Some House lawmakers have hatched a complex plan to export more of Hawaii’s weighty tax burden to non-residents, but it would require an amendment to the Hawaii state Constitution and a huge leap of faith on the part of the voters.
House Bill 1208 and House Bill 1209, which lawmakers say go “hand in hand,” together propose a tax system overhaul. The first bill asks the voters to amend the constitution to allow the state to impose property taxes.
If that idea wins approval — which is a long shot — HB 1209 would then “suspend” the Hawaii state personal and corporate income taxes.
Underlying the proposal is a sense among some lawmakers that Hawaii’s existing system of taxation is far too generous to out-of-state investors who snap up homes and other property here, and then benefit from the lowest property tax rates in the nation.
Supporters of the bills say they want to boost property taxes on non-owner occupied properties, and then use the extra money to reduce the income tax burden now carried by state residents to zero.
The available evidence suggests that will be a tough sell. The state constitution gives the authority to impose property taxes exclusively to the city and counties, so HB 1208 asks the voters to grant the state a major new taxing power. A similar proposal in 2018 was unpopular with the public.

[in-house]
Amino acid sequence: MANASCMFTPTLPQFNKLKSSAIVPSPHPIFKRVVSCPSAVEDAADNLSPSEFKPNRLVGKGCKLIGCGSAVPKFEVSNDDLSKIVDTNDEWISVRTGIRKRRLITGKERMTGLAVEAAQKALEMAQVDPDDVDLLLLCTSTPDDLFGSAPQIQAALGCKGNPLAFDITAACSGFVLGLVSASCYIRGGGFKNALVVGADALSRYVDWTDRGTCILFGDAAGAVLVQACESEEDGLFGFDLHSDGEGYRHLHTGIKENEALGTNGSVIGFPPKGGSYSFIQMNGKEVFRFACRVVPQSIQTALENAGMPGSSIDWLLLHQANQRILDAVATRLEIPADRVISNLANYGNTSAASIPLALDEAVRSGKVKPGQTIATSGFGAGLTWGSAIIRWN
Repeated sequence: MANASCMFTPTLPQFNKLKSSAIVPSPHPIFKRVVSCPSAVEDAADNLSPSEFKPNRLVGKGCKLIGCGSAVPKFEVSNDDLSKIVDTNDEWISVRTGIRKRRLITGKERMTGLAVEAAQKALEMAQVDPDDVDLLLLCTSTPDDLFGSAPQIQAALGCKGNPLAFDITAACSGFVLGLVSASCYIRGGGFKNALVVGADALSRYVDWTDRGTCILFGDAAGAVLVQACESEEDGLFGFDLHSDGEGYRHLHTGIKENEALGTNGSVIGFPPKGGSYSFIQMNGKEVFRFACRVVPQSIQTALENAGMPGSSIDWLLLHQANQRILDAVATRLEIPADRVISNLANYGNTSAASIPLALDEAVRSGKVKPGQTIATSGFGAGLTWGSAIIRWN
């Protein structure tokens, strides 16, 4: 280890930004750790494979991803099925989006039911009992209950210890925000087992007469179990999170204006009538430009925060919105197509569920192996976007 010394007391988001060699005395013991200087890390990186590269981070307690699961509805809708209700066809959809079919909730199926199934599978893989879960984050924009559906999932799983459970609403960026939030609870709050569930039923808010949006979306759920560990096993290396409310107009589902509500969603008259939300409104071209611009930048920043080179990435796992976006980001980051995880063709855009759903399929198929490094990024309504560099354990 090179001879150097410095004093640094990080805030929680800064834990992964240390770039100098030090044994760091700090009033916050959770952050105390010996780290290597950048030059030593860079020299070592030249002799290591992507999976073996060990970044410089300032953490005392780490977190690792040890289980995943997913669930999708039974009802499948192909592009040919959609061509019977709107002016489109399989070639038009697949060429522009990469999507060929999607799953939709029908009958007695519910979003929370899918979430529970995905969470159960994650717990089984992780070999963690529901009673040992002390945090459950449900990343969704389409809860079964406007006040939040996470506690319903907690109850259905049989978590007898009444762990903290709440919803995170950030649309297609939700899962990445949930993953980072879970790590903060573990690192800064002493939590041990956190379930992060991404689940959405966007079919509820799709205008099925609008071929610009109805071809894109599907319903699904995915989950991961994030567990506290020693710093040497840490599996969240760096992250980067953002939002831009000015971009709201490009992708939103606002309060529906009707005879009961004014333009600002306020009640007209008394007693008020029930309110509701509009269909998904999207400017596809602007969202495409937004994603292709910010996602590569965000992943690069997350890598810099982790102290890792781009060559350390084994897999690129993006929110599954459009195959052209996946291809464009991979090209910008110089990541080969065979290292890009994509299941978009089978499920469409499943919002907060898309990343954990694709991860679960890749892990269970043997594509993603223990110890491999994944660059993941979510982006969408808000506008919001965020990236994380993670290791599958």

Still, HB 1208 and HB 1209 won preliminary approval from the state House on Friday, and will now get a hearing in the House Judiciary and Hawaiian Affairs Committee.
What would normally be a wonky debate over tax policy seems to be getting a jolt of political energy this year from the surge in Hawaii real estate prices during the pandemic. House Democratic Majority Leader Della Au Belatti described that price escalation as “stunning.”
“Home prices are still increasing, and why? Because there’s speculation, and there’s out-of-state residents who are now buying at the expense of our local people,” she said.
Now is the time for the state to deal with a longstanding “imbalance” in the existing system of state and local taxes, Belatti said. State government here finances an array of activities that in other states are handled by cities and counties, and are normally financed through property taxes.
That includes public hospitals, ambulance services, jails, and most of all a huge, statewide Hawaii public education system. Lawmakers say the state Department of Education is the only educational system in the nation that is entirely state funded.
That system allows the city and counties to keep property tax rates exceptionally low, while the state imposes some of the highest income tax…